Loops in Worship Site – Loop Elements and Training
Our Rising Sound – Blog and Loops for Sale
Loop – Free Loops, Loops for Sale and Training
My Music – Loops for Sale and Custom Loops
Bwack’s Forum – The David Crowder Band Drummer BLog, Forum, and Musings
Interactive Worship – Multi Track Loops, Lite Loops, Loops with video
Sacred – Loops and Training
Drum Loops for Worship – Free Loops and Training
Modern Worship – Loops for sale
Praise – Sheet Music, Multi-Track Files, Click Tracks, Rhythm Tracks
Looping – loops, training and more
Create Digital – Great training resource

What other resources have you found to be beneficial for Worship loops?

Inspiration: Talking Head Testimony

Here is a collection of some of my favorite talking head shots used by churches for testimonies and more. It can be a powerful way to tell a story. It gives distinct advantages to live testimonies; exact timing (no rambling), utilizes an array of media to help give power to the story (music, photography, art, etc.), and it allows you to help craft and perfect the story through editing. I don’t know if you employ the use of video testimonies in your church but I would recommend it.

Here are few tips when creating your talking head testimony.
1. Story is paramount. A great story can make up for other lacking areas (produciton, video quality, sound). But conversely bad production can hinder the power of a story.
2. Lighting will help tell the story. Use what you have or can get a hold of to light the subject of the video (work lights, paper lanterns, etc).
3. Get the best quality sound you can. A shotgun mic is best but other mics can be used. Do not, I repeat do not use the onboard camera mic unless you are with in 12 inches of the subject.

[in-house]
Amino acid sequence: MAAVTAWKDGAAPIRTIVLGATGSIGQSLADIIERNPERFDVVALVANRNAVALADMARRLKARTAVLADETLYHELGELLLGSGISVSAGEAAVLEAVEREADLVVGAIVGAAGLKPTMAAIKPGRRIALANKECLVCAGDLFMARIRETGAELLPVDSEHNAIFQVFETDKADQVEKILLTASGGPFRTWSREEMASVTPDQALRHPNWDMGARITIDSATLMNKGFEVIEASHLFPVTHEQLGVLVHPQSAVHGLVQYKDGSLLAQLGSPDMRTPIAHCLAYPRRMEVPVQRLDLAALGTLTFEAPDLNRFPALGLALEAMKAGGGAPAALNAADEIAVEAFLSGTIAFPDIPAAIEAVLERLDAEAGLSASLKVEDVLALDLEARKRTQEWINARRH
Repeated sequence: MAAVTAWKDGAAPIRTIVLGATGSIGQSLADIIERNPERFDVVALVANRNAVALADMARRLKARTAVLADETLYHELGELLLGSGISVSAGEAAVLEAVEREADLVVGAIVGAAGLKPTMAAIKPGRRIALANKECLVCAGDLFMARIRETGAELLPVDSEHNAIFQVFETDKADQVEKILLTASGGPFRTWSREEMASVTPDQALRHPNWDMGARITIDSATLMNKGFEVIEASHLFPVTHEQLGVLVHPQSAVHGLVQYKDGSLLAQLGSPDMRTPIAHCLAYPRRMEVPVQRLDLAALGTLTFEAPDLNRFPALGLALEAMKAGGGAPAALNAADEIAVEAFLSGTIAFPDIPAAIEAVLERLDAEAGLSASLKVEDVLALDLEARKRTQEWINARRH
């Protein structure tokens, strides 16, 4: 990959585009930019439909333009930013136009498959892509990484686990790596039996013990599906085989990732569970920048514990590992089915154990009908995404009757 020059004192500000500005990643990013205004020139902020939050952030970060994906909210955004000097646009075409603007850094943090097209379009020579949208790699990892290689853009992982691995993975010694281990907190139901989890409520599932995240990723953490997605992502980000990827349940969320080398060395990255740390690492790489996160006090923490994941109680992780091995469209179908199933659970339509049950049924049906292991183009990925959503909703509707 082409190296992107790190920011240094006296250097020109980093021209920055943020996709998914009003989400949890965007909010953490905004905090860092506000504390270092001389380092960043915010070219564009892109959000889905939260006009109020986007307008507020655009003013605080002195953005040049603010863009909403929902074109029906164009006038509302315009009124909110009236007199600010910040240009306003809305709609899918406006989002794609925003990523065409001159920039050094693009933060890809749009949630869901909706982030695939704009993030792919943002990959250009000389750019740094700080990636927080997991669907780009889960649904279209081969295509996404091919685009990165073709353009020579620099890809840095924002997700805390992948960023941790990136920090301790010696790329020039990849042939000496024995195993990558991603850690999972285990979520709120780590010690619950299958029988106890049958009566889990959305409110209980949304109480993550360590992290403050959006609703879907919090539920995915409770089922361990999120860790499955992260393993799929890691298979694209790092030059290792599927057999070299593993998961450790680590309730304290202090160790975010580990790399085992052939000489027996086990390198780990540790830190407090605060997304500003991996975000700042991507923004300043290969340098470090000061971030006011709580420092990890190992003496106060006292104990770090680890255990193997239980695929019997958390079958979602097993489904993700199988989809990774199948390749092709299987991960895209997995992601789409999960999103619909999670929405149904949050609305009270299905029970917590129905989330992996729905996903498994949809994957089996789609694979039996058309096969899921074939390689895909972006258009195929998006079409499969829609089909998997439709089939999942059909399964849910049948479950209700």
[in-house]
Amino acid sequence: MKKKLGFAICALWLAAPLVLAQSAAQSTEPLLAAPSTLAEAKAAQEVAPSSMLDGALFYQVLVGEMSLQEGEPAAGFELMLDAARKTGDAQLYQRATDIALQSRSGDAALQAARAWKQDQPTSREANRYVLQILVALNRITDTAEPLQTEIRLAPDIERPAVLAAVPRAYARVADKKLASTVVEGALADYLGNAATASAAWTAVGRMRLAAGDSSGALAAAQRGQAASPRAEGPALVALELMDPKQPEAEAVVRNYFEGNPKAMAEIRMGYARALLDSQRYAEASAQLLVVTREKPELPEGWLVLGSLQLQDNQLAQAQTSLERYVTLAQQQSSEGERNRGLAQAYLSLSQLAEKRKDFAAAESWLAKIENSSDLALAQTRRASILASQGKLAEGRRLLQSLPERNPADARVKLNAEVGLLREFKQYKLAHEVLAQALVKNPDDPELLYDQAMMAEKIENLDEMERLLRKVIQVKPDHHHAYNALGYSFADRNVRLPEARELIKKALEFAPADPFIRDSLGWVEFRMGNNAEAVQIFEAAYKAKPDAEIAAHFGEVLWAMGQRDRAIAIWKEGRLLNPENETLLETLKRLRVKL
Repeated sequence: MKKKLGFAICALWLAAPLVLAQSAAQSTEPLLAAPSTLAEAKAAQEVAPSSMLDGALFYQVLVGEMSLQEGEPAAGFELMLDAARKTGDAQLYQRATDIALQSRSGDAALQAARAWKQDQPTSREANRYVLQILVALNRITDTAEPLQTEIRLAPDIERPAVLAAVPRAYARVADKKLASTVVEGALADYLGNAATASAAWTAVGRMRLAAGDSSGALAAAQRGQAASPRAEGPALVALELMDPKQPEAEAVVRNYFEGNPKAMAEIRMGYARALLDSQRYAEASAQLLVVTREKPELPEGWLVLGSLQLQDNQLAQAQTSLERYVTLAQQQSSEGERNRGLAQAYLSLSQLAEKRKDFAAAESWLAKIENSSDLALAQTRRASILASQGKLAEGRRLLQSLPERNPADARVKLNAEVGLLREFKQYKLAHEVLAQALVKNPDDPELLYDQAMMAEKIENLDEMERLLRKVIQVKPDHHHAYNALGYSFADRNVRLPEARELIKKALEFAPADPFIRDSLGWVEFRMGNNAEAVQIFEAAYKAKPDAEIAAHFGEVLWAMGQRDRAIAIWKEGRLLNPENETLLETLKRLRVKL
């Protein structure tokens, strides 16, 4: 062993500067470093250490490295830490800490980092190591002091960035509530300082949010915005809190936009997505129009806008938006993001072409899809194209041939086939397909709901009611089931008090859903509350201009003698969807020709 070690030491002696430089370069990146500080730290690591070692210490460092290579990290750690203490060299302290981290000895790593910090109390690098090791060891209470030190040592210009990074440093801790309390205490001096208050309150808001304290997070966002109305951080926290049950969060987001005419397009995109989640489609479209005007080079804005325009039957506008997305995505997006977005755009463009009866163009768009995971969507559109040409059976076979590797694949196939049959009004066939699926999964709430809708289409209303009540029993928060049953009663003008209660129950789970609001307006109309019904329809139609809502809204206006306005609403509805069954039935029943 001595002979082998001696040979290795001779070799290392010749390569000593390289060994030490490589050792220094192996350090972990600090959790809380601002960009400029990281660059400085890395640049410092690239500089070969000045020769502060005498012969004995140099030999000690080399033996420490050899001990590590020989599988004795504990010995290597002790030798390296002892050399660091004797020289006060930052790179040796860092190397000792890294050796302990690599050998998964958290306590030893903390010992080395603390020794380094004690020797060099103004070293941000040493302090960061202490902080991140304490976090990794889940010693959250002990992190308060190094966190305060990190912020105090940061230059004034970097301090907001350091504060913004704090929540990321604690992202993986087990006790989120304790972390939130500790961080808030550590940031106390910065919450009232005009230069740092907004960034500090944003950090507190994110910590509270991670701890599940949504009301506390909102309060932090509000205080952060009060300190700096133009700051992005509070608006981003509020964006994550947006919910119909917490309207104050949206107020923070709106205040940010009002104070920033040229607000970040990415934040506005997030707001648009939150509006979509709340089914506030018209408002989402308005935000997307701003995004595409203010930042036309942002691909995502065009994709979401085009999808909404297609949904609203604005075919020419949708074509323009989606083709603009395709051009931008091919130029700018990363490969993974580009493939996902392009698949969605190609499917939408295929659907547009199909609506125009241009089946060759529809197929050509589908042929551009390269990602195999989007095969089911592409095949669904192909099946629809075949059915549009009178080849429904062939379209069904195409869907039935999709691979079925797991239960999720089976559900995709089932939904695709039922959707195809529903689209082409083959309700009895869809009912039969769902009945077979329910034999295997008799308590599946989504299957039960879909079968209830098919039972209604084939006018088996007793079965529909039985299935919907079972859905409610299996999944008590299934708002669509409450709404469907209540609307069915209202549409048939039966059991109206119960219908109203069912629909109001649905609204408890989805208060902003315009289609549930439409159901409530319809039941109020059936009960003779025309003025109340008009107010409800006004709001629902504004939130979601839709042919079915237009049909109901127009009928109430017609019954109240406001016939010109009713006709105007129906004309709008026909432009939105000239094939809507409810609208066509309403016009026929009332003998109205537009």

4. Get good b-roll and cut shots. Yes you can do it with out but b-roll will help smooth over transitions as well as reenforce story ideas and help move the story from A to B.
5. Never stop recording. 99% of the time people say the greatest lines the moment after you stop recording. You can always edit out the useless stuff but you can’t recapture real moments. A little trick I use is to tape over every and all red lights on the camera so that no one knows when it is recording.

All the videos below are great examples to help inspire you.
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Inspiration: Church Video Announcements

Video announcements are a good way to move from the dreaded awkward moment at the beginning of service where the youth pastor or some other unlucky person at bottom of the totem pole talks about postponing the carry-in dinner for sister Midlred. Ok it is not that bad, in fact I have been to many churches who have a cool looking guy with a graphic tee and thick rimmed glasses delivers the announcements with a charisma that engages every last person in the room. Anyway announcement time is important to help get information out but can also be a tricky time in service. It can be awkward at times as well as disruptive to flow. We have moved to video announcements used right before service and have found them to be a great way to communicate creatively and effectively. If you are thinking about video announcements or are doing so now and just want some inspiration, here is a great list of some church video announcements I have come across.
The production quality is great (this is important because the church has a reputation when it comes to production quality – see reference here) they are informative and in my opinion these are among the best produced video announcements I have come across (and I have come across some bad ones – in fact we have added to the pot of terrible video announcements in the past). Enjoy the samples below.